Video Game Review – Guitar Hero: Van Halen (PS3)

Guitar Hero: Van Halen Box ArtJust to get it out of the way. I love Van Halen in general. Both the David Lee Roth era and the Sammy Hagar eras of the band both had some amazing songs which I absolutely love… and let’s just pretend that the Gary Charone era didn’t happen. So, when I heard about this game, I was looking forward to the game with great anticipation. Then I learned that there wouldn’t be any representation of the Sammy Hagar era on the album because the band was currently touring with David Lee Roth, and my interest waned a little bit. Then the track listing came out and I found that they were taking the same take of mixing Van Halen songs and songs by other bands, like they’d done with Guitar Hero Aerosmith. That caused my interest to wane a little bit more.  Then I found out what songs they were including, and any plans I had on buying the game when it came out (or pre-ordering Guitar Hero 5 to get the game free) were canceled.

This doesn’t mean I didn’t want to play the game. This just meant I wasn’t chomping at the bit to get it. So, now I’ve finally played it, and while I had some fun, this really isn’t the Van Halen band game I wanted.

Frankly, this game is even a step back compared to Guitar Hero: Metallica & Aerosmith. Metallica & Aerosmith both had a narrative framework for their career modes, one following a band that wants to open for Metallica, and the other following Aerosmith’s career, respectively. This has no such framework. Metallica had downloadable content in the form of Metallica’s Death Magnetic album. This has nothing. Metallica and Aerosmith had videos you could watch, with official bootleg video from concerts and interviews with members of Aerosmith, respectively. This has nothing. The “guest tracks” for Metallica had direct connections with the band, whether it was a song that Metallica covered, that the band in question’s bassist auditioned for the spot that went to Robert Trujillo, or that a member or members of the guest band were friends with a member of Van Halen. Very few of these songs have that sort of direct connection to Van Halen.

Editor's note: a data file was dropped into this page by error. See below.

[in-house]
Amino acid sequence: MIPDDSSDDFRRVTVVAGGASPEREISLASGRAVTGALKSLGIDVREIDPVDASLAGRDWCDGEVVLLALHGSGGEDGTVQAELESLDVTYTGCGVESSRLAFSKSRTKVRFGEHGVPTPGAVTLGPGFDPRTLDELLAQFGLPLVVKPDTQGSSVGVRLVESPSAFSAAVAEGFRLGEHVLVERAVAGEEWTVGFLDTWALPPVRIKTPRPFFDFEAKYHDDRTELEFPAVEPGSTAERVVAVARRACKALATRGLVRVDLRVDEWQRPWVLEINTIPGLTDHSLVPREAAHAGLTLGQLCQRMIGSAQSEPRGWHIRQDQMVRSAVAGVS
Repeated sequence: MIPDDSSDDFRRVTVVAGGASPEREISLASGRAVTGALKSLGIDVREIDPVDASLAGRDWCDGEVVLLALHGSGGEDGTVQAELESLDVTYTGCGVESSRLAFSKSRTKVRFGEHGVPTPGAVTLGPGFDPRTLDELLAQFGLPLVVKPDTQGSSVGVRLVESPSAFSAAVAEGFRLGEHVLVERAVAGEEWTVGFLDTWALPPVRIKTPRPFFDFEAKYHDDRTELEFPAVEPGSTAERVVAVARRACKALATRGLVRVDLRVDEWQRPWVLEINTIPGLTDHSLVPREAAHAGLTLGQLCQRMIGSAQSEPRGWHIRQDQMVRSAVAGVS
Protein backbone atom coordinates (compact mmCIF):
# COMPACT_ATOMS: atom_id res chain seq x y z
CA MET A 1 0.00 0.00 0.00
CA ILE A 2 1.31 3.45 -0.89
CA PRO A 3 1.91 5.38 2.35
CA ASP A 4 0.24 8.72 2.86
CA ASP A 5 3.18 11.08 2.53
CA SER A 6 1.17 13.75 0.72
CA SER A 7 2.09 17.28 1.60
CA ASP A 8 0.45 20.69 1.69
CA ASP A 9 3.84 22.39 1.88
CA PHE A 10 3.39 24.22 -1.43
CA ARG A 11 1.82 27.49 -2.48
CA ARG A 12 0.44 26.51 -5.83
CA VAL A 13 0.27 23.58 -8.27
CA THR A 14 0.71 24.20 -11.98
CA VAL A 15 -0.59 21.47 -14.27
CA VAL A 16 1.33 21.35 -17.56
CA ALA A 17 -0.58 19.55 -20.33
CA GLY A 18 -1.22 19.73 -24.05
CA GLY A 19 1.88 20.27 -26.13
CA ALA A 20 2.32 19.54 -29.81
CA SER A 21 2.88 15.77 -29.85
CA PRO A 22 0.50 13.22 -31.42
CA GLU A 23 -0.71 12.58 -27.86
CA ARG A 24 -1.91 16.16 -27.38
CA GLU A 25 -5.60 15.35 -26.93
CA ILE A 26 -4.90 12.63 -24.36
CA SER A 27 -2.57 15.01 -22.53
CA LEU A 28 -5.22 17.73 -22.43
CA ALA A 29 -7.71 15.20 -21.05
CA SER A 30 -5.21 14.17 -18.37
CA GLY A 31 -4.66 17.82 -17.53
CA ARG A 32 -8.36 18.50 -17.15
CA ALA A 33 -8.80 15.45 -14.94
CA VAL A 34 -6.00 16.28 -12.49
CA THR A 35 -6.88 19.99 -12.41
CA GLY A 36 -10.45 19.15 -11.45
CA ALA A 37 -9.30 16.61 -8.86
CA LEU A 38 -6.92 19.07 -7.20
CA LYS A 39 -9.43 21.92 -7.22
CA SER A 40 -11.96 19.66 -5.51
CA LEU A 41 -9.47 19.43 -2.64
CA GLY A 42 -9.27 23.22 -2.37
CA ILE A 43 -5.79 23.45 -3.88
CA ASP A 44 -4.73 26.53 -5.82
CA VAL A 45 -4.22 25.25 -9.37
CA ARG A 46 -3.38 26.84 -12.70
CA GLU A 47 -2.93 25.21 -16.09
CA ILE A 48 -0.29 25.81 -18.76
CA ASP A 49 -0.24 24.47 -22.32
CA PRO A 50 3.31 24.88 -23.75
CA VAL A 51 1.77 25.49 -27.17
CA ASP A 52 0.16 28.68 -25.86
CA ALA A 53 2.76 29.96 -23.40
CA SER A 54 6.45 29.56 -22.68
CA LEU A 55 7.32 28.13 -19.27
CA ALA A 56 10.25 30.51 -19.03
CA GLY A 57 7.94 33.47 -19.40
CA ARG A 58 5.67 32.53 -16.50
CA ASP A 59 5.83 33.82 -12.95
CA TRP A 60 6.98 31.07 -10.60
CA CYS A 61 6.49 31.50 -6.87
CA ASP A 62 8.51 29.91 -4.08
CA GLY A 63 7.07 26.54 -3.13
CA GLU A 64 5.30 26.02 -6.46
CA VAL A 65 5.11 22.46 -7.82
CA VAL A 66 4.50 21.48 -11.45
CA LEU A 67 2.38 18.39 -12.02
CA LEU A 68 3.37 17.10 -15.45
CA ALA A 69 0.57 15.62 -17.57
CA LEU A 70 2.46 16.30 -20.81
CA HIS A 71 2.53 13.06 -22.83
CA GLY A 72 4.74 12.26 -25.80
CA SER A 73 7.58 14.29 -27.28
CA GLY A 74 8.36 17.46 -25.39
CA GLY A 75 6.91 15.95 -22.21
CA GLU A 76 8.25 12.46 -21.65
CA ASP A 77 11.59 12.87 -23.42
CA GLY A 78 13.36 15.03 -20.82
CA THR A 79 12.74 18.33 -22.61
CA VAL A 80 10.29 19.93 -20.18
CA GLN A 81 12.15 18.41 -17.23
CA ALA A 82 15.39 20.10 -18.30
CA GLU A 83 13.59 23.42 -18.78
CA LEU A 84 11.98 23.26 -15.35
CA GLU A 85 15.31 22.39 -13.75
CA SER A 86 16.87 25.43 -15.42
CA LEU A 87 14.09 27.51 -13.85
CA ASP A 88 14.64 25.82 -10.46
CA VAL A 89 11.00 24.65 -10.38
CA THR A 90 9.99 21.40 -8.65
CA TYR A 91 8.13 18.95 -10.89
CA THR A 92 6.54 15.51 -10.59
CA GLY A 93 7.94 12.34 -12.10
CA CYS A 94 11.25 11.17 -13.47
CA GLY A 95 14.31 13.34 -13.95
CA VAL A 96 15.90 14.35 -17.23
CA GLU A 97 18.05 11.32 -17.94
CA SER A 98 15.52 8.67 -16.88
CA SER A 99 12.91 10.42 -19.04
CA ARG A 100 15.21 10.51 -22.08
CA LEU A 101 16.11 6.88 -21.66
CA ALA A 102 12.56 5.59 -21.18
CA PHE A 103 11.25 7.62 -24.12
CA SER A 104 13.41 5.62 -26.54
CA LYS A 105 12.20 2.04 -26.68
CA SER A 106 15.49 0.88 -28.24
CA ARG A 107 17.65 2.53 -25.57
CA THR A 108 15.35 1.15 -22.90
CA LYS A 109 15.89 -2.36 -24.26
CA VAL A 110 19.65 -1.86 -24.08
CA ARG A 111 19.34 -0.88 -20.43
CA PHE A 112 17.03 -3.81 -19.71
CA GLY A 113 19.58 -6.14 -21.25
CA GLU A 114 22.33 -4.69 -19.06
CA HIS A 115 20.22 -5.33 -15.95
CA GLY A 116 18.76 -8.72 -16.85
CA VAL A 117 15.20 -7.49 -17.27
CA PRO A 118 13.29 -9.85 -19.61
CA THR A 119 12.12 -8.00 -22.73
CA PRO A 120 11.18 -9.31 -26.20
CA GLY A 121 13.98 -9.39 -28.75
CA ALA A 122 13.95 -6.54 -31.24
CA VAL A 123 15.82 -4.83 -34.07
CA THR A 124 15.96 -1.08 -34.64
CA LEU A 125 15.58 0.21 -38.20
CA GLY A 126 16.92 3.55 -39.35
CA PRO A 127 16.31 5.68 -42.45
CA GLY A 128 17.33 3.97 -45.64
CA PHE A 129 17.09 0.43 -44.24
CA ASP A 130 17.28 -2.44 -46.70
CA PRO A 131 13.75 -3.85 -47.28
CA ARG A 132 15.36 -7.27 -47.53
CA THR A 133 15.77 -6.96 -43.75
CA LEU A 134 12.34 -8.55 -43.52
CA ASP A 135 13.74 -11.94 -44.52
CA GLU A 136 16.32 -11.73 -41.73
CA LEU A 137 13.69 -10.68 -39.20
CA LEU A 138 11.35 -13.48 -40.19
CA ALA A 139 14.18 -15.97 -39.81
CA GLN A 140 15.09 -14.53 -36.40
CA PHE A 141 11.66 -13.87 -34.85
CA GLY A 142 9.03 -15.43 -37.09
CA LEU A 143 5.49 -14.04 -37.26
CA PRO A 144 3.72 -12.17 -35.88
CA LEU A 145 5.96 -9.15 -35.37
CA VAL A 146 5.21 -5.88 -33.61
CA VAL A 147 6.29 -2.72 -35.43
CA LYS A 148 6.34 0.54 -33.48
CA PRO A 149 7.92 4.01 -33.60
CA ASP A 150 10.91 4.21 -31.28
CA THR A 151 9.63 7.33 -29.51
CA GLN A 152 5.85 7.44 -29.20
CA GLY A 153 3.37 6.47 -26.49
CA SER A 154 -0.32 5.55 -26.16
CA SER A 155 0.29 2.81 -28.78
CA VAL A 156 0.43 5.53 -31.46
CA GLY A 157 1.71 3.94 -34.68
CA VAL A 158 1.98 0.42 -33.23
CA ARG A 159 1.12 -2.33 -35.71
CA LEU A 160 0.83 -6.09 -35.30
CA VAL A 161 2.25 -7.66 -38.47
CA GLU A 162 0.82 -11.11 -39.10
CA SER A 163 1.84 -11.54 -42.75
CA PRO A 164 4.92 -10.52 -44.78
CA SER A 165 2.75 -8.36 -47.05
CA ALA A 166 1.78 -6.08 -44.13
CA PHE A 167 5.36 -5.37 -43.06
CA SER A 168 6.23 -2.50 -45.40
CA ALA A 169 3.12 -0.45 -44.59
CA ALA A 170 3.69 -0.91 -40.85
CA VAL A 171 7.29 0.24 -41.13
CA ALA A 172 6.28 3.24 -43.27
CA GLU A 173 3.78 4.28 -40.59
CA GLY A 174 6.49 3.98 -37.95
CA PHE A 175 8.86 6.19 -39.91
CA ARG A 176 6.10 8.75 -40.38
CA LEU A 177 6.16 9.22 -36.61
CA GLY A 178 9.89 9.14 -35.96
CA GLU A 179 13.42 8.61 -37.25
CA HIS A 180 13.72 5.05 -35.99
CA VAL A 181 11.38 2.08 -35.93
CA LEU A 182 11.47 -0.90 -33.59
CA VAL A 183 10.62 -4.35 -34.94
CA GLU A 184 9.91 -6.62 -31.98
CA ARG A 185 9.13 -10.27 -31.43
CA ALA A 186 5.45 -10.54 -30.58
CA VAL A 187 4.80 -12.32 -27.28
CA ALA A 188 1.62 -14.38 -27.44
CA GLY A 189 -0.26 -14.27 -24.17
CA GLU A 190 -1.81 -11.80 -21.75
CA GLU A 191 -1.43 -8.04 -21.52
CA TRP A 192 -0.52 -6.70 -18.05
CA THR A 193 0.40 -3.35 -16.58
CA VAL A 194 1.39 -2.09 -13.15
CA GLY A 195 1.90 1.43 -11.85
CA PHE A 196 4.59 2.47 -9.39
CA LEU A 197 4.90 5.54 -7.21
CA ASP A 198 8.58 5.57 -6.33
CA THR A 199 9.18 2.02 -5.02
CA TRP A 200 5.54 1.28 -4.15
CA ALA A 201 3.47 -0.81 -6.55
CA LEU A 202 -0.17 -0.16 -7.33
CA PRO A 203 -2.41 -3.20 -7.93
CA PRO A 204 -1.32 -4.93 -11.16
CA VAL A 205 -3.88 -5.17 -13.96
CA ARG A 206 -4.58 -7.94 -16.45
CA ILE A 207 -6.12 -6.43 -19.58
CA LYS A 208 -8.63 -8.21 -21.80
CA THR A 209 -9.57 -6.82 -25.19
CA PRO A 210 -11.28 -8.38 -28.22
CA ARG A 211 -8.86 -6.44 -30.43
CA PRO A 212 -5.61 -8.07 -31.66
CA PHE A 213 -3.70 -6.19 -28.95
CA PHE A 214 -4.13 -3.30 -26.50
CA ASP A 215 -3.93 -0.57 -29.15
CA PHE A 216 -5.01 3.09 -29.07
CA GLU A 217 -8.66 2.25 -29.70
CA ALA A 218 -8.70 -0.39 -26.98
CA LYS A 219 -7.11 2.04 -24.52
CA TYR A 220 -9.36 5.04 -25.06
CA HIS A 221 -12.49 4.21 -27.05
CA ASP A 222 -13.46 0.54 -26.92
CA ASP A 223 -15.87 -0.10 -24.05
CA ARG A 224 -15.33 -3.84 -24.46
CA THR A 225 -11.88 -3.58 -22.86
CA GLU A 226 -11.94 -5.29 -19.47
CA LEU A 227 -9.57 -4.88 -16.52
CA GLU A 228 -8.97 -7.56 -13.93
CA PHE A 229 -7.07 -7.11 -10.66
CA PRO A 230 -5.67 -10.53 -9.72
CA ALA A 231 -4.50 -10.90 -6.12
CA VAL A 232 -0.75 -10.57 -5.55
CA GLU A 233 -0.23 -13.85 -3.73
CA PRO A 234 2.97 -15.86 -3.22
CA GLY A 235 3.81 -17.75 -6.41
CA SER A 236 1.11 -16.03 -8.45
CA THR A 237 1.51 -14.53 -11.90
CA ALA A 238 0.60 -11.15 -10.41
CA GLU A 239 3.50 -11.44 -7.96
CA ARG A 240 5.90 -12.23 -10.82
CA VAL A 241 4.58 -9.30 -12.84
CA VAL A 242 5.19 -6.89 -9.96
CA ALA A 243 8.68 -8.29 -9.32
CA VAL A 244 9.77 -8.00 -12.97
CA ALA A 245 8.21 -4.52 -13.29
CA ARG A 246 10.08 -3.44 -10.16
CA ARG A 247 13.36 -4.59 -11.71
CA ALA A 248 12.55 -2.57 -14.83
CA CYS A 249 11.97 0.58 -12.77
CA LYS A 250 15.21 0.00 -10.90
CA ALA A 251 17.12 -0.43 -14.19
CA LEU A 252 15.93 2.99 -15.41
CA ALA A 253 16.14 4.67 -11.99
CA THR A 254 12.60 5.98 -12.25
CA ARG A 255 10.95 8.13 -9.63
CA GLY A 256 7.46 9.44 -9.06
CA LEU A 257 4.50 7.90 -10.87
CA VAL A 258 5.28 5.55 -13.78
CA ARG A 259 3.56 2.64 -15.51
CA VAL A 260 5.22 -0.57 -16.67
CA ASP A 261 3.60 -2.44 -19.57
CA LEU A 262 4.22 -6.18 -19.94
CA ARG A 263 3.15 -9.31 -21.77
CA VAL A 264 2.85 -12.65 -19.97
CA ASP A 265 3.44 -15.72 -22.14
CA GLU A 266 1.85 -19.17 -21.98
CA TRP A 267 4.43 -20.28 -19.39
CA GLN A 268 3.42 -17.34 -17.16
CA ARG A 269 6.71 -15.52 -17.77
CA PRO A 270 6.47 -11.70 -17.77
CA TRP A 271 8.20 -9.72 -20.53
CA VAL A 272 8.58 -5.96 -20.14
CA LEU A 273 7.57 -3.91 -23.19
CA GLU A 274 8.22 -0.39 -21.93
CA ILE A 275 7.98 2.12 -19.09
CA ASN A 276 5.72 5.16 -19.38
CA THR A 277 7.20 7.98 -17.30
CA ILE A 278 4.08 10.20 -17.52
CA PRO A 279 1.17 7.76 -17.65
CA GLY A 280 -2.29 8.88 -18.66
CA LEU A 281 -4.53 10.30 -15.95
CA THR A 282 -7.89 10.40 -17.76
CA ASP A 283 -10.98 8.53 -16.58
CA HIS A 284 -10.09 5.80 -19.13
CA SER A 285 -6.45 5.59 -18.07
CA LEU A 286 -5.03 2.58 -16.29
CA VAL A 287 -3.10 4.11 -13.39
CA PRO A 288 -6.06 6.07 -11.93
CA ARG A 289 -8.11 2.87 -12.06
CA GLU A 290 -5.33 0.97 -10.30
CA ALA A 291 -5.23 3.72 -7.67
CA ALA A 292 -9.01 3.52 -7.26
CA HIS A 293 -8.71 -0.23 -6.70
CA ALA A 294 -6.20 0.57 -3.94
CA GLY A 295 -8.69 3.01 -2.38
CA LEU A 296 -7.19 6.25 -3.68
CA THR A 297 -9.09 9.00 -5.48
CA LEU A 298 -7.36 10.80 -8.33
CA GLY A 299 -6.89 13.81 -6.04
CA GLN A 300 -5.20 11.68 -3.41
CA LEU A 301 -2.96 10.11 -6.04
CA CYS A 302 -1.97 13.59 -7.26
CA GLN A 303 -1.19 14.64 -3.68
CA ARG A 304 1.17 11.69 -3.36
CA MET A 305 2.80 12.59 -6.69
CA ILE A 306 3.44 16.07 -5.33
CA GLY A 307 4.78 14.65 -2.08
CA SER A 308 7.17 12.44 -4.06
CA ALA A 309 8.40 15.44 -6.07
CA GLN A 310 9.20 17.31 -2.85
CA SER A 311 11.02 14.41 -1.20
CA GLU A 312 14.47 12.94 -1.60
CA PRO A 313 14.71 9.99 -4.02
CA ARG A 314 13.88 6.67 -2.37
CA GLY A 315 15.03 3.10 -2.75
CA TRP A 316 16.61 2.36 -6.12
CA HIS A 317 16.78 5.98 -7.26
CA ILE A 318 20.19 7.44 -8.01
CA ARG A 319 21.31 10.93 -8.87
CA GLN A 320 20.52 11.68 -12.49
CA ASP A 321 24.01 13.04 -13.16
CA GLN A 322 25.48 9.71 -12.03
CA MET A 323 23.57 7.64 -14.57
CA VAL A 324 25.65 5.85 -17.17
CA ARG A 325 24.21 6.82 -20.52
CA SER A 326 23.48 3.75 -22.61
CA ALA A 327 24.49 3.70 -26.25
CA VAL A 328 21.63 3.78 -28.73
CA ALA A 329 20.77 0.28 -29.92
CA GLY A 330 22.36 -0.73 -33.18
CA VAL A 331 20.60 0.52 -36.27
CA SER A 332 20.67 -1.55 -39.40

There are a moderate number of bands that could support a Rock Band: The Beatles type format. I don’t know about Green Day – I was never a big fan of them. Led Zeppelin actually wouldn’t work as well for this concept, because of their relatively short career, compared to both Van Halen, The Beatles, or even Green Day. On the other hand, Van Halen is perfect for that format – not only because of the narrative of the band’s career but also the musical changes in style from the Roth era to the Hagar era. The fact that Guitar Hero: Van Halen is not that game kind of says everything. It’s not the game that Van Halen fans will want – they’ll want some sort of Rock Band: Van Halen game. The game we got is also disappointing for Rhythm Game fans looking to play Van Halen songs, because they’d want more Van Halen.

So, all in all, this is a game that disappoints just about everyone.

If Eddie Van Halen, Alex Van Halen, or Wolfgang Van Halen is reading this (as, with all due respect to David Lee Roth, it’s your band, not his), I plead to you, to get out of whatever exclusive contract you signed with Activision to get Guitar Hero: Van Halen made, and see if you can get a better deal with Harmonix and EA. In particular, see if you can get them to make a Rock Band: Van Halen game, covering the band’s entire run (sans the aforementioned Gary Charone bit), with all sorts of fun little bits about the band’s history, like photographs and fliers from the band’s prior career, possibly clips from radio interviews, maybe even early music videos from the band’s career. Something to make it special for Van Halen fans.





%d bloggers like this: